Walsh has also experienced success both as a solo artist and as a prolific session musician, being featured on a wide array of other artists’ recordings. In 2011, Rolling Stone placed him at the No. 54 spot on its list of “100 Greatest Guitarists of All Time”.

In the mid-1960s, after attending Kent State University, Walsh played with several local Ohio-based bands before reaching a national audience as a member of the James Gang, whose hit song “Funk #49” highlighted his skill as both a guitarist and singer. Roger Abramson, a concert producer and artist manager, signed the James Gang to a management agreement with BPI in Cleveland. After leaving the James Gang in 1972, he formed Barnstorm with Joe Vitale, a college friend from Ohio, and Kenny Passarelli, a bassist from Colorado, where Walsh had moved after leaving Ohio. While the band stayed together for three albums over three years, its works were marketed as Walsh solo projects. The last Barnstorm album, 1974’s So What contained significant guest contributions from several members of the Eagles, a group that had recently hired Walsh’s producer, Bill Szymczyk.


At Szymczyk’s suggestion, Walsh joined the Eagles in 1975 as the band’s guitarist and keyboardist following the departure of their founding member Bernie Leadon, with Hotel California being his first album with the band. In 1998 a reader’s poll conducted by Guitarist magazine selected the guitar solos on the track “Hotel California” by Walsh and Don Felder[5] as the best guitar solos of all time. Guitar World magazine listed it at eighth of the Top 100 Guitar Solos.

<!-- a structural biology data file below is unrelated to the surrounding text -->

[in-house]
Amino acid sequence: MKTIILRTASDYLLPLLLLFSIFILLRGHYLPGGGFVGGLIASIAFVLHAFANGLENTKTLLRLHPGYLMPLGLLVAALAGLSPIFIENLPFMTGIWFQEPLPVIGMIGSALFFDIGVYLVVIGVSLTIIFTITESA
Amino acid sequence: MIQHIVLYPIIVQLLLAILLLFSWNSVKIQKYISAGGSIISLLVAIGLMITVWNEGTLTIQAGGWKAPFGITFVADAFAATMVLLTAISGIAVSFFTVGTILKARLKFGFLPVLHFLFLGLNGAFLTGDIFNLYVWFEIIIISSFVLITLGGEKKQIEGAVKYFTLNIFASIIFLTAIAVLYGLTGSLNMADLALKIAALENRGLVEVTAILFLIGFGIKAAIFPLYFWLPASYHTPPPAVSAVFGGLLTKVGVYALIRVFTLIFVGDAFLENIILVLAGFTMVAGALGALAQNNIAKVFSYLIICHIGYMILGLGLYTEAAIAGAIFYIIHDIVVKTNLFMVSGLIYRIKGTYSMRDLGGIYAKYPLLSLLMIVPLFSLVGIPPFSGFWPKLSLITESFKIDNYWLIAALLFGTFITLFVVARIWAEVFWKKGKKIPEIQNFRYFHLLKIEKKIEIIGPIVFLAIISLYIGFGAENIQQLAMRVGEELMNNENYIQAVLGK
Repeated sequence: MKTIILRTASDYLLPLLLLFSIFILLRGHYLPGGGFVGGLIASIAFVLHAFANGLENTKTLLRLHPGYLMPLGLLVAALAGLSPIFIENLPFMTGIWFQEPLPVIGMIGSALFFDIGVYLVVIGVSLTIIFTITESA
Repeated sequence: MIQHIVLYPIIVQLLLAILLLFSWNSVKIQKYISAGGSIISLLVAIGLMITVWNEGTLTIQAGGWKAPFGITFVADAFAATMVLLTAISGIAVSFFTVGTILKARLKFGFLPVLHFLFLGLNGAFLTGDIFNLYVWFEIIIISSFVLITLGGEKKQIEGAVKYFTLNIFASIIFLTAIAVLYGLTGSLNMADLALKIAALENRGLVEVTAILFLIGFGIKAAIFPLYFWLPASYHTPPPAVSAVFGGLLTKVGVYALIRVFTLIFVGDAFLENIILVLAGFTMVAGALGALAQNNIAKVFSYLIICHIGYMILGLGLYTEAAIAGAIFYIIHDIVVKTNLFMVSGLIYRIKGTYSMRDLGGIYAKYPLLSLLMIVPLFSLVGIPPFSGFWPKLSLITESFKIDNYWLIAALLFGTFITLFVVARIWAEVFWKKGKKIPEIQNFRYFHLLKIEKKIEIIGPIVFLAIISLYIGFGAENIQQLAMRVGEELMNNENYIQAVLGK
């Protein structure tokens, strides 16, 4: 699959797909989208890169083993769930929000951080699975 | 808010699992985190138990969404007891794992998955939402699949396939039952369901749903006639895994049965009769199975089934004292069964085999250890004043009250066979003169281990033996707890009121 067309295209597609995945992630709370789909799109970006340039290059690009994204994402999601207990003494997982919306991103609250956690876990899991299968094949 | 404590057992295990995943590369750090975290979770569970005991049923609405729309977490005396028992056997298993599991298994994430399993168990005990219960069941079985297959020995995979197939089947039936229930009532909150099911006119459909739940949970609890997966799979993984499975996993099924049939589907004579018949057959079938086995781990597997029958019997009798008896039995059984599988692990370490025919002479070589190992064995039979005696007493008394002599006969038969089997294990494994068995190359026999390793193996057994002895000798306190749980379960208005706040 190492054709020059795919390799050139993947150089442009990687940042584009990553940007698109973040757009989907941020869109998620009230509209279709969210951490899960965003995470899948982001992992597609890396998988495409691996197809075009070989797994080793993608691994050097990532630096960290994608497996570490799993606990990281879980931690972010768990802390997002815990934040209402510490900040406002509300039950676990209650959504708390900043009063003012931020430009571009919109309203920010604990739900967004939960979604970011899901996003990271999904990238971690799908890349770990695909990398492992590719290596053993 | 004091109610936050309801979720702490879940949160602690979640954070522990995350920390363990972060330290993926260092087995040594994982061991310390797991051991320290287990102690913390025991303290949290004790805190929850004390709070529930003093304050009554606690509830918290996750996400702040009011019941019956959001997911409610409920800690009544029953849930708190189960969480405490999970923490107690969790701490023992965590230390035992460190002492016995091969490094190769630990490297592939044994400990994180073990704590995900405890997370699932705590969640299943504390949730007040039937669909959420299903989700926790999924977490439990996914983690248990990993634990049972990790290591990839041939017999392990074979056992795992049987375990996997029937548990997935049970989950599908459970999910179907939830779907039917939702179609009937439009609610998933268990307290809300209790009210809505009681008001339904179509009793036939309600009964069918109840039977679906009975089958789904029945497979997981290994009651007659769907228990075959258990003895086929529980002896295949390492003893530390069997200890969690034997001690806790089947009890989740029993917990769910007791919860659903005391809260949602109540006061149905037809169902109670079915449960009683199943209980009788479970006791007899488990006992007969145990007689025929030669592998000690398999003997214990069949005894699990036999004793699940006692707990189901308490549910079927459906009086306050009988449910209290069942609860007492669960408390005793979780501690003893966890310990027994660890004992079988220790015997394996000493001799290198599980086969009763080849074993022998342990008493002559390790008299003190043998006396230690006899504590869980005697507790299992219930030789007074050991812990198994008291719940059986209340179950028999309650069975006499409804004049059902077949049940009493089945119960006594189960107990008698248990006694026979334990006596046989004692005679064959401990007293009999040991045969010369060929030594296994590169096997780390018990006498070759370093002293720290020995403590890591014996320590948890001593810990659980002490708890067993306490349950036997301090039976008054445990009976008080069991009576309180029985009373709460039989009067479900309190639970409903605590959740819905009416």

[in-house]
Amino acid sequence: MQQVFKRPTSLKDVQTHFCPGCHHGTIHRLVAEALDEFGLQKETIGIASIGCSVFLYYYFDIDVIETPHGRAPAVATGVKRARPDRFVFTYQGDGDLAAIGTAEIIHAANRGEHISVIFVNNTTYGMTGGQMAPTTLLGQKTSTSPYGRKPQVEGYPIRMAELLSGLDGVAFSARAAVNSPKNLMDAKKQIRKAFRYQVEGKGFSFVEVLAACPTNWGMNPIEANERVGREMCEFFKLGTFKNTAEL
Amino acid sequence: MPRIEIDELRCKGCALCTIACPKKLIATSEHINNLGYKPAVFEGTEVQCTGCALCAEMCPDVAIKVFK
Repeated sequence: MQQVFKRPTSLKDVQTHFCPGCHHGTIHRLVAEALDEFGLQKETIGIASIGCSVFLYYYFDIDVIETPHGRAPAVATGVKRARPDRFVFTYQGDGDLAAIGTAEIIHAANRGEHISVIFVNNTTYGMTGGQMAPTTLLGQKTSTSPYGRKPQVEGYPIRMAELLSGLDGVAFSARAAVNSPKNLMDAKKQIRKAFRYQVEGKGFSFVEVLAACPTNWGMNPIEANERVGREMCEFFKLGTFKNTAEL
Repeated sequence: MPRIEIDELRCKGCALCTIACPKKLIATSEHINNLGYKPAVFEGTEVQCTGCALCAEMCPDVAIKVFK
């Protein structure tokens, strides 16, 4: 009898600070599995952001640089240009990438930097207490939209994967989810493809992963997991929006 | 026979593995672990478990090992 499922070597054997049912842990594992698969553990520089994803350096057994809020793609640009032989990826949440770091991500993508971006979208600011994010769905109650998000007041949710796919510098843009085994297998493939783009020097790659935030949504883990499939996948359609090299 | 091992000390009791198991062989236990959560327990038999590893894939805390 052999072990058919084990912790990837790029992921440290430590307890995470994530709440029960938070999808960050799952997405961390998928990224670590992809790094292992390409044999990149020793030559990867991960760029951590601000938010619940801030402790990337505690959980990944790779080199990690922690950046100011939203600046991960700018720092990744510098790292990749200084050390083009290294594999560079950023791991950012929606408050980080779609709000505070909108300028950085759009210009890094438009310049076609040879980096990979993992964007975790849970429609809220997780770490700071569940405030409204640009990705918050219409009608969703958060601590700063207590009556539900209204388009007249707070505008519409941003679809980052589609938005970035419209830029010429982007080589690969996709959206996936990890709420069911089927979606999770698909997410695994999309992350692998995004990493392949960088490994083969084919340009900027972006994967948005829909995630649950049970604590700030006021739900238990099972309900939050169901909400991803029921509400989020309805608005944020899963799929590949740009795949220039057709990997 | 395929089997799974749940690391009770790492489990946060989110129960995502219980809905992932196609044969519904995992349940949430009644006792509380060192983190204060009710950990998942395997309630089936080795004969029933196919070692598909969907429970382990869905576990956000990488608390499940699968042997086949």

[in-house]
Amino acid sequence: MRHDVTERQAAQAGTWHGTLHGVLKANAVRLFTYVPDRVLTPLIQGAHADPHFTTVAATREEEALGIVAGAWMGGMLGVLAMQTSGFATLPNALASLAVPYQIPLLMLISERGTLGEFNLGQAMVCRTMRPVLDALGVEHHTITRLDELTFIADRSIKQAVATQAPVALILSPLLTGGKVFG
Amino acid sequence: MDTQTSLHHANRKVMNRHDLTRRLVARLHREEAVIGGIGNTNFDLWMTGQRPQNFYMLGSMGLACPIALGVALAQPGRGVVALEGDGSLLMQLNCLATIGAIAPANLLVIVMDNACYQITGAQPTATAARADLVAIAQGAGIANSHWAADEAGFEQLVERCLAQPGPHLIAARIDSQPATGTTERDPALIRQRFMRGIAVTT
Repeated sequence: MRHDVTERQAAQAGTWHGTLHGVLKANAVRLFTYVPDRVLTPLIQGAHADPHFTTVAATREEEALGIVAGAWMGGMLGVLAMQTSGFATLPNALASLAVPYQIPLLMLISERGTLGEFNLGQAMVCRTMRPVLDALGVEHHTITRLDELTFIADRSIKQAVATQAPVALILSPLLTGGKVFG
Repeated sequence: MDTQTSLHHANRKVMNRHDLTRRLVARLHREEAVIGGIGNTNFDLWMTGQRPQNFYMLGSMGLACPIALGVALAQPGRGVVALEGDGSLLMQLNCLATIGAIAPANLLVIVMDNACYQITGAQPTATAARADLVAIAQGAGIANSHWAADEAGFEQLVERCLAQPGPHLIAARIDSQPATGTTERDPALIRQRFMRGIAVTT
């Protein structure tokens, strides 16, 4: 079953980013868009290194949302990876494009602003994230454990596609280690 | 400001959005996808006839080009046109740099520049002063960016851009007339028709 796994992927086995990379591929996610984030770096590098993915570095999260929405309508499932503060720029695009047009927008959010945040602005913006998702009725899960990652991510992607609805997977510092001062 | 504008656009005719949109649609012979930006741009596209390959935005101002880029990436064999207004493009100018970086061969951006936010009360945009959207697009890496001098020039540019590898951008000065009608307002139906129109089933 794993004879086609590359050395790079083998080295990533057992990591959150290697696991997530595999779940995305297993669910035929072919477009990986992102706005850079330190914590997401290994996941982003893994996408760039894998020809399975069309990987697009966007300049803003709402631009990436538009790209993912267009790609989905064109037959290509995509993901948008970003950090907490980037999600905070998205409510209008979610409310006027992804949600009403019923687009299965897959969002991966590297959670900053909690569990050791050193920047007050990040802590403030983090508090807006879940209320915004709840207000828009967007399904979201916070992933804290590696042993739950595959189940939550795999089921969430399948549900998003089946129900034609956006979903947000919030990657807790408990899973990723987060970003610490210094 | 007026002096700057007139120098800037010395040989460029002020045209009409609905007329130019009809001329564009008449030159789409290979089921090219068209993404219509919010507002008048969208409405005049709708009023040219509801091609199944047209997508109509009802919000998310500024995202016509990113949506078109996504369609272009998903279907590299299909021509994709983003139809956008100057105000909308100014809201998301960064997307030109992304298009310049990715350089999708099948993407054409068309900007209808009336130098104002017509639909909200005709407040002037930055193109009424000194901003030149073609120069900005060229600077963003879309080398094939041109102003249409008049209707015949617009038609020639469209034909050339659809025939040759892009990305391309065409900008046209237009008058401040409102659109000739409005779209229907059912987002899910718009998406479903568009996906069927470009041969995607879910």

Besides his work with his several bands, he has released twelve solo studio albums, six compilation albums and two live albums. His solo hits include “Rocky Mountain Way”, “Life’s Been Good”, “All Night Long”, “A Life of Illusion” and “Ordinary Average Guy”.

As a member of the Eagles, Walsh was inducted into the Rock and Roll Hall of Fame in 1998, and into the Vocal Group Hall of Fame in 2001. The Eagles are considered to be one of the most influential bands of the 1970s, and they remain one of the best-selling American bands in the history of popular music. His creative contribution to music has received praise from many of the best rock guitarists, including Led Zeppelin’s Jimmy Page, who said, “He has a tremendous feel for the instrument. I’ve loved his style since JoeWAlsh01the early James Gang.” Eric Clapton said that “He’s one of the best guitarists to surface in some time. I don’t listen to many records, but I listen to his.”[8] The Who’s guitarist, Pete Townshend, said “Joe Walsh is a fluid and intelligent player. There’re not many like that around.”